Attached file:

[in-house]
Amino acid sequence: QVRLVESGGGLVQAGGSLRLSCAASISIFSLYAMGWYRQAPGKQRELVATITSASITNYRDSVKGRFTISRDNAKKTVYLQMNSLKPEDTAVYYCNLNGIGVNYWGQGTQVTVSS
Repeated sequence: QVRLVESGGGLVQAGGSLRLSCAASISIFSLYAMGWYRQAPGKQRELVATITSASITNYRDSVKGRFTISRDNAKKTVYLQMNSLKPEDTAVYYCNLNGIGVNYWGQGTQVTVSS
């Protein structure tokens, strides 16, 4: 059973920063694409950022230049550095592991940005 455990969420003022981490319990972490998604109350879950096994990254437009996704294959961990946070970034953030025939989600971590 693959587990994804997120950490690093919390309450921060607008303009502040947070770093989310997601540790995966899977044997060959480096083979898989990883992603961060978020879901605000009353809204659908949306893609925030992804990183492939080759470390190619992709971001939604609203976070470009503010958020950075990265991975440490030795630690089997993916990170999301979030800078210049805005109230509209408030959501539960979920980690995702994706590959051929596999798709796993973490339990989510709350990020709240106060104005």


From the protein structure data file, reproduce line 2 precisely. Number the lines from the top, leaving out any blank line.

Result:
Amino acid sequence: QVRLVESGGGLVQAGGSLRLSCAASISIFSLYAMGWYRQAPGKQRELVATITSASITNYRDSVKGRFTISRDNAKKTVYLQMNSLKPEDTAVYYCNLNGIGVNYWGQGTQVTVSS